Ricardo Ricco, who upset some big names in biking during this year's tour, was caught doping after the drugmaker planted a traceable molecule in the banned stamina-building drug he had taken, according to the World Anti-Doping Agency. And so the 24-year-old was kicked off after testing positive for EPO, or erythropoietin.
Roche included a molecule in the third generation of EPO, called Continuous Erythropoiesis Receptor Activator (CARA), that acted as a flag in drug tests showing when an athlete was using the substance, John Fahey, WADA's chief, tells the Australian Broadcasting Corporation.
Until this year's Tour, the CARA EPO, which is released into the body more slowly than its predecessors, had been thought to be virtually undetectable by drug testers, ABC reports. But Fahey says cooperation with drugmakers is the way to fight drug cheats.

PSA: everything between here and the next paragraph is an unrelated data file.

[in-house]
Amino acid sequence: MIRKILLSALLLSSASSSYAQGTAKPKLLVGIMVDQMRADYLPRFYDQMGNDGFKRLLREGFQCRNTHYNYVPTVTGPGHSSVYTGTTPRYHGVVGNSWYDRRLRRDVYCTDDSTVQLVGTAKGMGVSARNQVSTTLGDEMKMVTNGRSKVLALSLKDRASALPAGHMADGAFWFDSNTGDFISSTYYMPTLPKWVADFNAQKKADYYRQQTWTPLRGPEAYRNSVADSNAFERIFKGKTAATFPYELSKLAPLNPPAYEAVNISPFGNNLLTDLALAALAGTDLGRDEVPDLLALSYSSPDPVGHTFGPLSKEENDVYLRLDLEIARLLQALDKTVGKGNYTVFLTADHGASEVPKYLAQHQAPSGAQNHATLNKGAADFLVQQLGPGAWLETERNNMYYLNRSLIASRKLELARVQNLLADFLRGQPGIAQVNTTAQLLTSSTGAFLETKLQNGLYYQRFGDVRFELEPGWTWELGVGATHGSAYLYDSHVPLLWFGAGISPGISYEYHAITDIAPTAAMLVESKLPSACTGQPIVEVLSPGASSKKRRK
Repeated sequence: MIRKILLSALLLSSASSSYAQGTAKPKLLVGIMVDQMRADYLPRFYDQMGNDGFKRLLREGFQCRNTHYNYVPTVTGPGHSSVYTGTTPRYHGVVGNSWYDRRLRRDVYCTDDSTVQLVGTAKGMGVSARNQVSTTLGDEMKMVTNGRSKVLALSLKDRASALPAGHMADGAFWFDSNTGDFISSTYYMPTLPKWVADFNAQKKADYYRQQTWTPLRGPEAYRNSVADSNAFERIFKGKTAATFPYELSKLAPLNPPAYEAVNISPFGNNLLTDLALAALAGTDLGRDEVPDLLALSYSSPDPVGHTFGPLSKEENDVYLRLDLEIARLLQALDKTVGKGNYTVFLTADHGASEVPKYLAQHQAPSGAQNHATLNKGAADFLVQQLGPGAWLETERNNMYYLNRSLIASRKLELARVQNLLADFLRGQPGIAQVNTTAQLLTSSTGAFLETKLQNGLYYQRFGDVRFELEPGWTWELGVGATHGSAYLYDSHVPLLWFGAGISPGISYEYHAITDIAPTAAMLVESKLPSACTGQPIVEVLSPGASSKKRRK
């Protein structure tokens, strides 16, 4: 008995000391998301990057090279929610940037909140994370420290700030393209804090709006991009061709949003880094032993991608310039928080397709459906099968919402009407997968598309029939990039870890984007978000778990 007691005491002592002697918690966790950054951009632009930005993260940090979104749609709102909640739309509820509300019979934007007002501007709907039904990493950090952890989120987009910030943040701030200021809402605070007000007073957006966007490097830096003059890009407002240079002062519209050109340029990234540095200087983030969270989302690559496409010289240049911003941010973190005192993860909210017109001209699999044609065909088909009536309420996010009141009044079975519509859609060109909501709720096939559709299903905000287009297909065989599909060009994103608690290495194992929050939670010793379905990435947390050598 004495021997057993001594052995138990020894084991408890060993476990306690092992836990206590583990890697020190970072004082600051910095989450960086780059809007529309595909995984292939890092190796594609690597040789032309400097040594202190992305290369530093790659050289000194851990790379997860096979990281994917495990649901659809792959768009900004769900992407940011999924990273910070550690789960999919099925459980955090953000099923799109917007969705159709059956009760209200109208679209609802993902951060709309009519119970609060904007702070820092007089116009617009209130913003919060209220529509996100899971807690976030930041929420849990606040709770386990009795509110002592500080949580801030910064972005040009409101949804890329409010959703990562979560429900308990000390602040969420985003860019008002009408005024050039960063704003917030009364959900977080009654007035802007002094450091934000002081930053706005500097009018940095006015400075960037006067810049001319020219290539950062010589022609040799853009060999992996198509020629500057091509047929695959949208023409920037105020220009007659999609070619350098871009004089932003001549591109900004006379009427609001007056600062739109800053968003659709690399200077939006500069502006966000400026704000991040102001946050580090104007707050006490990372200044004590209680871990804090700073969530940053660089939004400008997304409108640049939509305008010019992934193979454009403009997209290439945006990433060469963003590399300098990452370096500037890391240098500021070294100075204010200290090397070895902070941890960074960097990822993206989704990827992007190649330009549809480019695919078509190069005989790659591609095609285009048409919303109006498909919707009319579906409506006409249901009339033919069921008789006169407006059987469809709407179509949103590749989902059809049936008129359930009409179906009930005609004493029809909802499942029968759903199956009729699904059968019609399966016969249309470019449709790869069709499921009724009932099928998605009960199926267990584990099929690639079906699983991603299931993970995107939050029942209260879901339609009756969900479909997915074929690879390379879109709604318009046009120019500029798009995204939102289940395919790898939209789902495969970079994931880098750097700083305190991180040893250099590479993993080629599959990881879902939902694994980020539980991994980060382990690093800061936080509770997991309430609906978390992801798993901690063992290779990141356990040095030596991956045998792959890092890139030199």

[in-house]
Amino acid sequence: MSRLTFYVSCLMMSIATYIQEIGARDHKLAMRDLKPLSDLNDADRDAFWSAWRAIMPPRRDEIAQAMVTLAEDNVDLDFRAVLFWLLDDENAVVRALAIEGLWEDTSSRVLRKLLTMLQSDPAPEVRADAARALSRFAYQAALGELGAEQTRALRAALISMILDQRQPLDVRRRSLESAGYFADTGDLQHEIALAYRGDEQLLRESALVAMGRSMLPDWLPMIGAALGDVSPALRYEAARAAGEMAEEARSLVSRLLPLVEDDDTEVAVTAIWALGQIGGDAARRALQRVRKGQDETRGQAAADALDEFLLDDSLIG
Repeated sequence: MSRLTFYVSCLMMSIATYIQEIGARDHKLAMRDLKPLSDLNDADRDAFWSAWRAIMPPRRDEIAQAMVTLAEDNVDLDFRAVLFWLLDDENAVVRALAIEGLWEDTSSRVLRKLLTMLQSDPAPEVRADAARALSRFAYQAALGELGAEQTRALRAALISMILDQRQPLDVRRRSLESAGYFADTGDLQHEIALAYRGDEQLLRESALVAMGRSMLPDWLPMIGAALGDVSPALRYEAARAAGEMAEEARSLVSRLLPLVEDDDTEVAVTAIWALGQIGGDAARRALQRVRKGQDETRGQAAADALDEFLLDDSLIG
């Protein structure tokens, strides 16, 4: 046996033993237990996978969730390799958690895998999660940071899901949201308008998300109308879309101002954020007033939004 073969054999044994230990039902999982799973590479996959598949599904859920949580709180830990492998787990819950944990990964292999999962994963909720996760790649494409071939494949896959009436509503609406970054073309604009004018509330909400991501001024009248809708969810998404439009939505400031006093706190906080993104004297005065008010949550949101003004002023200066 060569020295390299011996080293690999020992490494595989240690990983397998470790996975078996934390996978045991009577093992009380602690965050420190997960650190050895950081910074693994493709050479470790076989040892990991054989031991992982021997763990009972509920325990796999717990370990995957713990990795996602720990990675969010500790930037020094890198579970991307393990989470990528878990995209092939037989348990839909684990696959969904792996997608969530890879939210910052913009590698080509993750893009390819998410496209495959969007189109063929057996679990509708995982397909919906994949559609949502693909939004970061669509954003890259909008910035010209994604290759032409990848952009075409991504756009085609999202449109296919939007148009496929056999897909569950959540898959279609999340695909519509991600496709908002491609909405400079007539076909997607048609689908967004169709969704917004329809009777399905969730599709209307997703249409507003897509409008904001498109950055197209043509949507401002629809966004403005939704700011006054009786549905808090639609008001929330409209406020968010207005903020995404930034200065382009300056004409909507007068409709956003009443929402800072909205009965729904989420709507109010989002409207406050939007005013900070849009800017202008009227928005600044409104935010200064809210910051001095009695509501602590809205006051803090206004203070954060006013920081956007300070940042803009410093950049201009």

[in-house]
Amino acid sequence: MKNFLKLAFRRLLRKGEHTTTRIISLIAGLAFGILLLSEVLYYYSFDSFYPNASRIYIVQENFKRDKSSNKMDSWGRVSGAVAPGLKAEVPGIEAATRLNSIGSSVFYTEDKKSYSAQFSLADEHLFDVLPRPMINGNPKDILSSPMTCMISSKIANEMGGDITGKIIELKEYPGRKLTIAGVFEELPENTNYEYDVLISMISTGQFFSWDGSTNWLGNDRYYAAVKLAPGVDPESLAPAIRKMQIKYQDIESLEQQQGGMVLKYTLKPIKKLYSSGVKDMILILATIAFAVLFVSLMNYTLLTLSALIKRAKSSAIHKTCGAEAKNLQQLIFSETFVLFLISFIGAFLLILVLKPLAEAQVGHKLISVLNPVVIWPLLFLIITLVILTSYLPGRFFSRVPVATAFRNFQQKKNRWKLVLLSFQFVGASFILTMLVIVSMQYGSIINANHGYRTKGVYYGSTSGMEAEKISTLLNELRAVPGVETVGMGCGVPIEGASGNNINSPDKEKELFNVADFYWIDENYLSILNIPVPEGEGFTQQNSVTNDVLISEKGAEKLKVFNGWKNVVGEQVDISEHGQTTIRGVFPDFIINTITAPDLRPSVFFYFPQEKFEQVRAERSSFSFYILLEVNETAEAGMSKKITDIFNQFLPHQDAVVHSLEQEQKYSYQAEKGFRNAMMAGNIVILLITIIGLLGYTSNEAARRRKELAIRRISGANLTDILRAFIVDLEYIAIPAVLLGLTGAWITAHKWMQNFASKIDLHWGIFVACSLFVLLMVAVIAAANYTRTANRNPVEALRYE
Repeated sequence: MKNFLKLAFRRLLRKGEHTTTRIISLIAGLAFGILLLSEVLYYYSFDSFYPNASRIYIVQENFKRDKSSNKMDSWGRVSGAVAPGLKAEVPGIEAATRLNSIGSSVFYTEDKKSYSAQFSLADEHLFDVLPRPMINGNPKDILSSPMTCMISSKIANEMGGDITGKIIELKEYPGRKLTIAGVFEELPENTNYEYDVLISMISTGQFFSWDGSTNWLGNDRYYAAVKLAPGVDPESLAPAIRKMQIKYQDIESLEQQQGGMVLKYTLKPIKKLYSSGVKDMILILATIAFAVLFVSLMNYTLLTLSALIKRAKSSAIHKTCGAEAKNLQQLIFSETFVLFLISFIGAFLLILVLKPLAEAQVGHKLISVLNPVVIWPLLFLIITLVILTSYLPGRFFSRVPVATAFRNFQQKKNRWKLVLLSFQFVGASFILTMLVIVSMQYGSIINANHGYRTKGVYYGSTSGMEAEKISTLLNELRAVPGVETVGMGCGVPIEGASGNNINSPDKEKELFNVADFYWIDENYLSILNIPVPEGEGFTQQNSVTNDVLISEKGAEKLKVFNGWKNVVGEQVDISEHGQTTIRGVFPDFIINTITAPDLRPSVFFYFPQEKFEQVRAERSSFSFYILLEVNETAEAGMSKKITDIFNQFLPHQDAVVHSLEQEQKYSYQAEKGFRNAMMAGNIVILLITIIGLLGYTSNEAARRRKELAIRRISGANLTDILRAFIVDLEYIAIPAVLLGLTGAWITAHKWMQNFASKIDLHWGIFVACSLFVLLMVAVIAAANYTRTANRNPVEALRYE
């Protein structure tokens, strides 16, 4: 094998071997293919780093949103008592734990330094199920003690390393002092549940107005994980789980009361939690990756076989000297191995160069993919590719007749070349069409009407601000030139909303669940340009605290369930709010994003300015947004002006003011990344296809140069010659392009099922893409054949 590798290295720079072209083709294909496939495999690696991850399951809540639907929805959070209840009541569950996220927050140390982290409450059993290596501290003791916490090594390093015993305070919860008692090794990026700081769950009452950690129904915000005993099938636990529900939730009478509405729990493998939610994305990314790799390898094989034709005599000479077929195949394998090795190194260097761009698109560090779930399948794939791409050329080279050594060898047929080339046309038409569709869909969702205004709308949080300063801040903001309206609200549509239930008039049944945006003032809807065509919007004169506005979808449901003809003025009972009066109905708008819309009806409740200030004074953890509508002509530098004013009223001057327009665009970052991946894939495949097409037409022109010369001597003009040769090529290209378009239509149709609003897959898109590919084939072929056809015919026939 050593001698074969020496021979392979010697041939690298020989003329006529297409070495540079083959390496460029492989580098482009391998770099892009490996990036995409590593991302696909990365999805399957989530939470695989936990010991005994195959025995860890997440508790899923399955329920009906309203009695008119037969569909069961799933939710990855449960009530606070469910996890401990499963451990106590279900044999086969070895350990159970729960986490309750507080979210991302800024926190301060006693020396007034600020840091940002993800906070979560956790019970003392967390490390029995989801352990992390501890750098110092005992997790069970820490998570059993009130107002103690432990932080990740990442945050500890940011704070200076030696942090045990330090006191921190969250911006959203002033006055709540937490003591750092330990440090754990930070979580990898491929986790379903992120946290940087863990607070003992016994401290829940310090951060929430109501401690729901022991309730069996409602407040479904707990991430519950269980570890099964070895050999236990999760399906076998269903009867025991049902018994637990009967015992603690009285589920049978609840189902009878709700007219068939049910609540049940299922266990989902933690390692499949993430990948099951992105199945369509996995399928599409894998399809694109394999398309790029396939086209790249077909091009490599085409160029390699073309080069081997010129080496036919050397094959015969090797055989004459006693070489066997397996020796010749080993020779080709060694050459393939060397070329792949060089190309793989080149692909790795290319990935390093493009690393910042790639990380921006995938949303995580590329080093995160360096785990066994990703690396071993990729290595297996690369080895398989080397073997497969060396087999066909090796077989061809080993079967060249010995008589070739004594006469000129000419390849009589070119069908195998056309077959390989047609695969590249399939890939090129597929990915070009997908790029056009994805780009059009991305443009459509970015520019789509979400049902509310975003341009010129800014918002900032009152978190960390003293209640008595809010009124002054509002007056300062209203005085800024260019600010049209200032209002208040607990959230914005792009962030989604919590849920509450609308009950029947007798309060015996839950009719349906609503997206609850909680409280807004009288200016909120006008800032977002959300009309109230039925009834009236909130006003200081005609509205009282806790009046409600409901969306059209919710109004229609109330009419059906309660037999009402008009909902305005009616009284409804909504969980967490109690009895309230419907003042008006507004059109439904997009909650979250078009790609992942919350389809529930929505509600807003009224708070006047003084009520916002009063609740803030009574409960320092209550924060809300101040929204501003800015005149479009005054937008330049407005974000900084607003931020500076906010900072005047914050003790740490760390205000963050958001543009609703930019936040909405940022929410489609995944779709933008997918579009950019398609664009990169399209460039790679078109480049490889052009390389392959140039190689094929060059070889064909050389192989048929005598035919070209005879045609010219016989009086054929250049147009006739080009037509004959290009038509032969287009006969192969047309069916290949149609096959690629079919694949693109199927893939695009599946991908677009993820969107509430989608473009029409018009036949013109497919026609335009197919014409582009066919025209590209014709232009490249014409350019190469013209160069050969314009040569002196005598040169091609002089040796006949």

"There's more and more of this occurring," Fahey tells ABC. "The more cooperation the scientists can have with the drug companies in the detection of performance-enhancing drugs the greater the likelihood is they will be detected when tests are undertaken."
Ricco is one of three riders to test positive for EPO at this year's tour, tarring the race once again with a drugs controversy. He denied using the substance, which was developed to boost oxygen levels in the blood of people with anemia who also have kidney disease. It has been banned in sports as it gives athletes an unfair advantage over their rivals.